x2_59abdd7

A heaping helping of Dan’s Website Whispers Dan Leberfeld

So is Brooks Reed really worthy of a first round pick? This and items on Revis, Wilkerson, scout paycuts and other nuggets . . .

For what it’s worth, Pro Football Weekly draft guru, Nolan Nawrocki, who is the best in the business, has Arizona OLB Brooks Reed as a third or fourth round pick.

He’s probably going to go higher than that because so many teams need pass rushing outside linebackers. I love his motor and instincts, but I wonder why he wasn’t more productive in college (17 sacks in four years, though he didn’t start as a freshman).

He had 8 sacks as a sophomore, 2 as a junior, and 6.5 as a senior. In his defense, he played much of his junior year with a high ankle sprain.

Reed might be a reach at 30, but with his speed (4.65), strength (30 reps of 225), intelligance and non-stop motor, he might be too enticing for the Jets to pass up.

The Jets have to make sure the 3-4 OLB pass rusher they pick in this draft, loves football – Reed clearly does . . .

Mark Cannizzarro is no longer the Jets beat writer for the New York Post. He is being replaced by Brian Costello, who handled the beat a few years ago, when Cannizzaro was on sick leave. The Post is going to have Cannizzarro focus on his favorite sport, golf, and also do columns on a variety of sports including football . . .

There were a couple of question today about the impact of special teams ability on players being drafted.

But you know what, it’s not going to be as big a factor this year with the new kickoff rules. Why get too caught up in a player’s ability as a kick cover guy, when half the kickoffs are likely going to be touchbacks? . . .

The Jets PR director, Bruce Speight, wasn’t in attendence at the pre-draft press conference. Why? He is on furlough this week . . .

Temple DT Muhammed Wilkerson probably isn’t a good fit for the Jets at 30. His instincts are shaky and he doesn’t have much of a mean streak . . .

Earlier this week in Manhattan, Darrelle Revis appeared at a promotion for Land Rover. One of the reporters got a nugget out of that appearance, perhaps from Revis or his agent, that was mind-boggling.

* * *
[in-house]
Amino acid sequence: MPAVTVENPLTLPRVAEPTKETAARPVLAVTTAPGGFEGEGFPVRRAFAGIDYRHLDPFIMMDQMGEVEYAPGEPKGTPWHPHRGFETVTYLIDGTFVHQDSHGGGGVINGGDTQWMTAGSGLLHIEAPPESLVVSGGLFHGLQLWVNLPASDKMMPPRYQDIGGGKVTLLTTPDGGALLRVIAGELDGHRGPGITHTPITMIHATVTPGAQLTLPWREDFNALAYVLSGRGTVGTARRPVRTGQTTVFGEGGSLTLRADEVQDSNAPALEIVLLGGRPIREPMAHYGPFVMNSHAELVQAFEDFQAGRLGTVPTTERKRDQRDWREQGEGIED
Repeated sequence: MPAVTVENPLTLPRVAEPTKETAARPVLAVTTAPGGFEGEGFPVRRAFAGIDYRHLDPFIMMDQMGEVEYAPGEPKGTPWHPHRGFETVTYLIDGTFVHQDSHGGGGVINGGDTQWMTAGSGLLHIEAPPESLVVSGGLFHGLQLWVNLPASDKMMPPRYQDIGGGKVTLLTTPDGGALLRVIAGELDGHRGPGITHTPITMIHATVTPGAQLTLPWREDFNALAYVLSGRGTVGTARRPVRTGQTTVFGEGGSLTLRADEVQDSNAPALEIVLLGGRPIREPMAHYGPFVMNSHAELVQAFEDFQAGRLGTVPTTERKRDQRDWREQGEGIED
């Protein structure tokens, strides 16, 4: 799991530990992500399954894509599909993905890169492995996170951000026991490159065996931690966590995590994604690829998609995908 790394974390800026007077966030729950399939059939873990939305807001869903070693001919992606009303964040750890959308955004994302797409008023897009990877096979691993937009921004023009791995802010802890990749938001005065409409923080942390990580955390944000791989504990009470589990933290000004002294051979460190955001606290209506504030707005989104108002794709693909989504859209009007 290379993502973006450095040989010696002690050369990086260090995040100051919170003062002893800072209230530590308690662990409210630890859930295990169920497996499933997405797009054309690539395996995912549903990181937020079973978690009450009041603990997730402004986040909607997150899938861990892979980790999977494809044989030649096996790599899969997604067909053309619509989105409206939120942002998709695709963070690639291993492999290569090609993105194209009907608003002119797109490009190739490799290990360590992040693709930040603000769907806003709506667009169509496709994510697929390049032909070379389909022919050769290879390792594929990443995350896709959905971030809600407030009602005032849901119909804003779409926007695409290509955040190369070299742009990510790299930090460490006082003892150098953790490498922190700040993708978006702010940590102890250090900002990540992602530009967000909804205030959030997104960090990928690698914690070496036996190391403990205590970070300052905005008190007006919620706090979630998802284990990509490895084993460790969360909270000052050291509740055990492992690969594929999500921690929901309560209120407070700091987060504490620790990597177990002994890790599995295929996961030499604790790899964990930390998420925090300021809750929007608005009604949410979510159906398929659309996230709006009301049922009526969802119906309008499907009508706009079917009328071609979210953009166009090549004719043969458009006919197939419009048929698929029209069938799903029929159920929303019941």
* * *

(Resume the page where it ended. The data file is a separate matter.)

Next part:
Revis is owed $25 million for the 2011 season. I kid you not.

At first, I thought it had to be a mistake, so I checked with a source close to the team. It’s true!

Even if there is no cap this year (if the players win an injunction ending the lockout, and the NFL goes back to last year’s labor rules), that is a lot of money, and definitely will impact the Jets ability to sign all their free agents . . .

I asked Mike Tannenbaum today about the the morale of the football staff right now after taking 25 percent paycuts last month.

“Woody (has) been a great owner,” Tannenbaum said. “We sincerely like being here. Terry mentioned before, if people realized how much fun we have doing this, you’d be shocked. That decision has been made. Where I sit, everyone is happy. We have a great head coach that is great to work with every day. We have an owner that provides unbelievable resources for us. We think we’re in a great situation and we’re going to move forward from there. My door is open. The pulse I have on the organization I think is pretty good right now.”

I still don’t know why Woody couldn’t wait until after the draft to cut the salaries of the football stuff. The furloughs for the business side are understandable. There isn’t as much business to do during a lockout. But the draft is a lot of work for the coaches and personnel department. It’s not like the lockout cut back their workload leading up the draft.

But the Jets aren’t alone. Other teams did the same thing.